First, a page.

Reckless, Jess Whitecroft
Rating: 5 Stars
Publisher: Self Published
Genre: Gay Romance
Tags: Historical – Early 18th Century, Pirates, Cross Dressing, Mystery, Humour, Action, Love
Length: 403 Pages
Reviewer: Kazza K
Purchase At: amazon.com
When pirate Henry Dyer’s ship captures the French frigate Sans Souci, nobody seems to know why Captain Buckler has been chasing such a neglected and unprepossessing prize ship. The puzzle only gets more perplexing when they take the ship and find an English girl in leg irons.
It’s an old and popular love story – the pirate and the virgin who steals his heart away, only this time the pirate is the virgin and the girl isn’t a girl at all. She is James ‘Jem’ Exley, thief, molly, occasional actor and full time transvestite. Jettisoned to the New World in order to spare his aristocratic family any further disgrace, Jem is glamorous, flamboyant and fascinating to Henry, a former quiet country boy who became a pirate when his merchant vessel was robbed.
At only nineteen, Henry is determined to prove himself a man one way or the other, and is astonished to find that nothing makes him feel like more of a man than his increasingly reckless passion for Jem. As their love leads them into trouble, the mysterious circumstances of Jem’s capture lead Henry deeper into a mystery that not only upends his whole world, but sees them running for their lives across the Caribbean.
Stolen jewels, scheming Captains and devious drag artists collide in this steamy eighteenth century romp from the author of These Violent Delights and Going Sasquatch.
The prologue for Reckless starts in 1707 when eighteen year old the Honourable James Exley is sent to renowned London thespian, the toast of Drury Lane, David Manox to help James with his speech impediment. Sure, Manox can help, but he has other ideas. He’ll teach James how to play pretty women on the stage – after all, James makes a gorgeous last minute stand-in Helen of Troy for their production of Dr Faustus. He’ll also teach him how to fuck men and fall for an older man. It’s an eye-opener. But, you know how it goes, the course of (first) love does not run smooth. However, James does find the stays that cinch his waist to 18 inches help with his stutter. Besides, dressing as a woman, for all its original shock value, becomes comfortable and saucy. It becomes a salvation.
Jump forward to 1712 and pirate ship the Thetis is tracking French frigate the Sans Souci, and nineteen year old Henry Dyer is wondering why they’re after that frigate at all. She’s probably weighed down with a lot of armaments and she’s a rather basic ship with nothing onboard that will be worth the effort. He feels that Captain ‘Buckler’ Buchanan has a better second ship in the Reckless that’s currently under a carpenter refit. He’s also thinking how money bagged by fellow pirates, some would say a king’s ransom, doesn’t last long in their hands, so this chase and capture actually needs to be worth it. The Sans Souci offers a potential for weapons that can be on-sold, but it seems laborious and dangerous for no easy return. When they board there definitely isn’t much of anything to be sold, but Buckler is ready to risk life and limb in the skirmish. All they end up with is a so-so ship and a sparrow of a girl in legs irons with a very expensive watch. The watch has an inscription – ‘to my sweet Jenny. From Papa’. Jenny claims that her Papa in Port Royal, Jamaica, will pay a sizeable ransom upon her safe return. Jenny’s immediately protected by Captain Buchanan, with strict orders not to touch her. She’s a cash cow once they hit Jamaica. The watch she’s somehow been holding is worth a small fortune, so Papa must be rich and Buchanan aims to capitalise.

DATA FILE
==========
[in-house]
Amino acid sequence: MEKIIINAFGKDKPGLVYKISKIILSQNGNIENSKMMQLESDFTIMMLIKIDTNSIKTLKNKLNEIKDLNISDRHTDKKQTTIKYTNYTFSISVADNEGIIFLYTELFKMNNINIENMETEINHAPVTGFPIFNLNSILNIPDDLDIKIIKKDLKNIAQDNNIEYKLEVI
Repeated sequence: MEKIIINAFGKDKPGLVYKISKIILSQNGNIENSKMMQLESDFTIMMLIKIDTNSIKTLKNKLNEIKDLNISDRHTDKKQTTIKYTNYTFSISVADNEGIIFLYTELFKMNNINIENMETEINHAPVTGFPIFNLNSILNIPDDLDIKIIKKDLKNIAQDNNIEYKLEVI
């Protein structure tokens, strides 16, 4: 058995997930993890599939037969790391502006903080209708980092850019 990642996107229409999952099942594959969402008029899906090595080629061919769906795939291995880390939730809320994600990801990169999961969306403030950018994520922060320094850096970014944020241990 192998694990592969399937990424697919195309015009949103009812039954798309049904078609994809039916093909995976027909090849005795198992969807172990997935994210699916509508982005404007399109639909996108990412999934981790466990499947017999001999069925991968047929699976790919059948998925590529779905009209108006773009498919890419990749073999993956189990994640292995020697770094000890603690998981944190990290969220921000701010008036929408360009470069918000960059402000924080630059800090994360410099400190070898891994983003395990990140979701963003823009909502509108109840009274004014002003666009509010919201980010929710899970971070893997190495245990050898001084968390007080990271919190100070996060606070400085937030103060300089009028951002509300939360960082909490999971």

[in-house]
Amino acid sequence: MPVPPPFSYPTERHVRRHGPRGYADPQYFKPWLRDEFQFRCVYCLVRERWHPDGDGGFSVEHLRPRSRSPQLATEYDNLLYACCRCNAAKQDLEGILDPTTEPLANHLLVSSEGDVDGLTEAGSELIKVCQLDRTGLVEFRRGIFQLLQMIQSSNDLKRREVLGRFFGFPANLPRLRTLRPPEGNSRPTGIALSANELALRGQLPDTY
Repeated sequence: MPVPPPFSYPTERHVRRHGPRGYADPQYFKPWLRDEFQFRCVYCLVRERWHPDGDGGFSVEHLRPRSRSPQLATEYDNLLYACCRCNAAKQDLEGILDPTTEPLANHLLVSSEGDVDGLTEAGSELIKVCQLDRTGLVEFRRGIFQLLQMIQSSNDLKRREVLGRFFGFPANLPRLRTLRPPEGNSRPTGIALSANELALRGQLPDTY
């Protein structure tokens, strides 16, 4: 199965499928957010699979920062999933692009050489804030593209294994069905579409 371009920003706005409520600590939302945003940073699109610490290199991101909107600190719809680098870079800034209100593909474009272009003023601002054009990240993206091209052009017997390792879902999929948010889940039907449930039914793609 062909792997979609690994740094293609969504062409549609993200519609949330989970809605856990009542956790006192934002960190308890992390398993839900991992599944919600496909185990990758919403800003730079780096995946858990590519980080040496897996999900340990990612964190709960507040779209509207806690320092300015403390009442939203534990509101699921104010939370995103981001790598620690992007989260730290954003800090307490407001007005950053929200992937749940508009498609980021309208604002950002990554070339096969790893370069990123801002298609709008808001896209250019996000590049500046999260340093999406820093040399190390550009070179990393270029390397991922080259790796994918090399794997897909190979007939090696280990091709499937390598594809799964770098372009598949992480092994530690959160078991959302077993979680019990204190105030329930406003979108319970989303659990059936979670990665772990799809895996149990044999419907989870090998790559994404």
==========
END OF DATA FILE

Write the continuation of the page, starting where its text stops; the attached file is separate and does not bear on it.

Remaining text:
Jenny is quiet in the beginning but as they sail toward Jamaica, she and Henry get talking more and more. Henry is attracted to her but it’s odd because no girl has ever interested him previously. No matter how much he’s tried and wanted to desire a female he’s always left wanting men. Although Henry has a reputation as a ladies man – whenever the crew hits port Henry is seen in and out of the local brothel – the reality is that Henry helps a number of the working girls with math so they don’t get ripped off. They like him and don’t want the Madame to know, it gives him a cover. So everyone keeps mum about the arrangement. There is something different about Jenny, however. She may be a proper lady but the way she uses her eyes to once him over, her sweat, seems like something’s not quite right… but it doesn’t quite register at a fully conscious level.
For all she’d picked up a needle and bent her head and looked like a girl in a painting that might hang in a gentleman’s house, there was still something wrong about her. Something soiled and exciting that had no business lurking behind the eyes of a well-bred young woman.
Pretty soon Henry starts dreaming about Jenny, but they always end with her having a cock under her dress. Which, intriguingly enough, turns out to be spot on. Jenny is spectacularly outed one day onboard, and James Exley, who now goes by the name of Jenny or Jem, mostly Jem, is no longer able to hide behind the disguise. Buckler isn’t too impressed with ‘Sweet Jenny’ anymore. He wants Jem tossed overboard, but Jem says he can help Buchanan with an assignation in Port Royal that Buckler doesn’t want any of his crew to know about. Jem is on his A game when it comes to quick thinking and a con.